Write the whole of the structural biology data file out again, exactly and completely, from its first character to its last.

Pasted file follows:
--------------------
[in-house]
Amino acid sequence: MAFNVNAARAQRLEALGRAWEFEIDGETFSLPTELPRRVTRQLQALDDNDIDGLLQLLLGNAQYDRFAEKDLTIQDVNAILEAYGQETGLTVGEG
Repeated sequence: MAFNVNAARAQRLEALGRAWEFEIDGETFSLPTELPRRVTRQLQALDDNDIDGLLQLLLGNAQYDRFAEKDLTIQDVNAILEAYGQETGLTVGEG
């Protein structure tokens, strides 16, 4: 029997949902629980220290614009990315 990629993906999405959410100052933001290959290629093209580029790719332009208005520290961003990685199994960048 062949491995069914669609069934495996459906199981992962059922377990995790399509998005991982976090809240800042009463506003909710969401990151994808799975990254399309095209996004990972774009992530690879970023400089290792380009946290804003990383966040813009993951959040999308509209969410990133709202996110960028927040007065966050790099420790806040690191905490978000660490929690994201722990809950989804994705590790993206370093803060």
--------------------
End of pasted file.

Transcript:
[in-house]
Amino acid sequence: MAFNVNAARAQRLEALGRAWEFEIDGETFSLPTELPRRVTRQLQALDDNDIDGLLQLLLGNAQYDRFAEKDLTIQDVNAILEAYGQETGLTVGEG
Repeated sequence: MAFNVNAARAQRLEALGRAWEFEIDGETFSLPTELPRRVTRQLQALDDNDIDGLLQLLLGNAQYDRFAEKDLTIQDVNAILEAYGQETGLTVGEG
């Protein structure tokens, strides 16, 4: 029997949902629980220290614009990315 990629993906999405959410100052933001290959290629093209580029790719332009208005520290961003990685199994960048 062949491995069914669609069934495996459906199981992962059922377990995790399509998005991982976090809240800042009463506003909710969401990151994808799975990254399309095209996004990972774009992530690879970023400089290792380009946290804003990383966040813009993951959040999308509209969410990133709202996110960028927040007065966050790099420790806040690191905490978000660490929690994201722990809950989804994705590790993206370093803060």